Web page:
The clinical management and outcome of nail salon-acquired Mycobacterium fortuitum skin infection

Clin Infect Dis. 2004 Jan 1;38(1):38-44. doi: 10.1086/380459. Epub 2003 Dec 8.


Nontuberculous mycobacterial infections are becoming more common. Recently, Mycobacterium fortuitum and other rapidly growing mycobacteria have been found to cause severe skin and soft-tissue infections in association with nail salon whirlpool footbaths. We recently investigated a large outbreak of M. fortuitum furunculosis among women who received pedicures at a single nail salon. To better define the clinical course of such infections, we collected clinical details from physicians who were treating outbreak patients. We constructed multivariable linear models to evaluate the effect of antibiotic treatment on disease duration. Sixty-one patients were included in the investigation. The mean disease duration was 170 days (range, 41-336 days). Forty-eight persons received antibiotic therapy for a median period of 4 months (range, 1-6 months), and 13 persons were untreated. Isolates were most susceptible to ciprofloxacin and minocycline. Early administration of therapy was associated with shorter duration of disease only in persons with multiple boils (P<.01). One untreated, healthy patient had lymphatic disease dissemination.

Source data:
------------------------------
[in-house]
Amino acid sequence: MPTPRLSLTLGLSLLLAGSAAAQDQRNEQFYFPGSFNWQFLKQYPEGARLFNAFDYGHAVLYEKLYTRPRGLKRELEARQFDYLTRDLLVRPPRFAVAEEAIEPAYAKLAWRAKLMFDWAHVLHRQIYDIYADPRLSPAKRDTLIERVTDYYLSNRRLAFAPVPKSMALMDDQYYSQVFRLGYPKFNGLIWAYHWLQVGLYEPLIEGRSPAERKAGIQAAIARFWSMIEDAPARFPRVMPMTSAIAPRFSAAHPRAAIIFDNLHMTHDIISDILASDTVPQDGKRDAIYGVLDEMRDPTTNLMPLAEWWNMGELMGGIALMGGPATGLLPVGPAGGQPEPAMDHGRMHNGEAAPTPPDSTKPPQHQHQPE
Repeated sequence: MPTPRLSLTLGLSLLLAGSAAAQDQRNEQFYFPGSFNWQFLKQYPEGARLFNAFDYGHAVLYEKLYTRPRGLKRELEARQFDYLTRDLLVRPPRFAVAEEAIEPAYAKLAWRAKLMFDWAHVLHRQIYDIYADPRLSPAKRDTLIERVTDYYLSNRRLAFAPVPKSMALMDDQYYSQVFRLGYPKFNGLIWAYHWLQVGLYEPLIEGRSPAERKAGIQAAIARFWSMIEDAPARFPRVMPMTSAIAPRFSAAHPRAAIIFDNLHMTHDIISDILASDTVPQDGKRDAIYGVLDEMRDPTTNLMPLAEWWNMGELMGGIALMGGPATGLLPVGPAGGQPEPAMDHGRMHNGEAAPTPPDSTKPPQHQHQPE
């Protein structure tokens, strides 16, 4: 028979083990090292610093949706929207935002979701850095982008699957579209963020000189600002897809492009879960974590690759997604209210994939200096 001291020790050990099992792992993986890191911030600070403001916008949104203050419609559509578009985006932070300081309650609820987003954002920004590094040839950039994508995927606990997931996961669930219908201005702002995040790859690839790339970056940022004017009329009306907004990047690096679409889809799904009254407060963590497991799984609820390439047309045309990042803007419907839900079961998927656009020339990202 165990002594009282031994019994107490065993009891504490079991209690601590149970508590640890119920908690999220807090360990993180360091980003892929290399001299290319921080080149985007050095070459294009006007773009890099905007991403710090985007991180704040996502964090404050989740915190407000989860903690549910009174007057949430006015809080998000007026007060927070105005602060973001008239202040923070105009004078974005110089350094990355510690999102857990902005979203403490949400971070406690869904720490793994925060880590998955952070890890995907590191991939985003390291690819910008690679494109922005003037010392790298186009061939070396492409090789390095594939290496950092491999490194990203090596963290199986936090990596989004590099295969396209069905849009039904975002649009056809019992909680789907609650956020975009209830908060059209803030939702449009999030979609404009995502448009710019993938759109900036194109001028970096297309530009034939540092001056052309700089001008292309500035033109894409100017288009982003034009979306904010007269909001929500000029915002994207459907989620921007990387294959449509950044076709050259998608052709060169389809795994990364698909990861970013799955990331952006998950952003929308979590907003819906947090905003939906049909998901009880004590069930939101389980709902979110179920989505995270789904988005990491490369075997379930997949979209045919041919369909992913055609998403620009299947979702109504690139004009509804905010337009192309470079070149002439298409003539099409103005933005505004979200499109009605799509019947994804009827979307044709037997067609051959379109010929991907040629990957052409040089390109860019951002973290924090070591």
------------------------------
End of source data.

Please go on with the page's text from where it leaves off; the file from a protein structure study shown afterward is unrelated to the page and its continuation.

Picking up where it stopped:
MeSH terms

  • Adolescent
  • Adult
  • Anti-Infective Agents / therapeutic use
  • Beauty Culture
  • Ciprofloxacin / therapeutic use
  • Disease Outbreaks
  • Female
  • Humans
  • Male
  • Microbial Sensitivity Tests
  • Middle Aged
  • Mycobacterium Infections, Nontuberculous / drug therapy
  • Mycobacterium Infections, Nontuberculous / epidemiology
  • Mycobacterium Infections, Nontuberculous / microbiology*
  • Mycobacterium fortuitum* / drug effects
  • Nails
  • Skin Diseases, Infectious / drug therapy
  • Skin Diseases, Infectious / epidemiology
  • Skin Diseases, Infectious / microbiology*


  • Anti-Infective Agents
  • Ciprofloxacin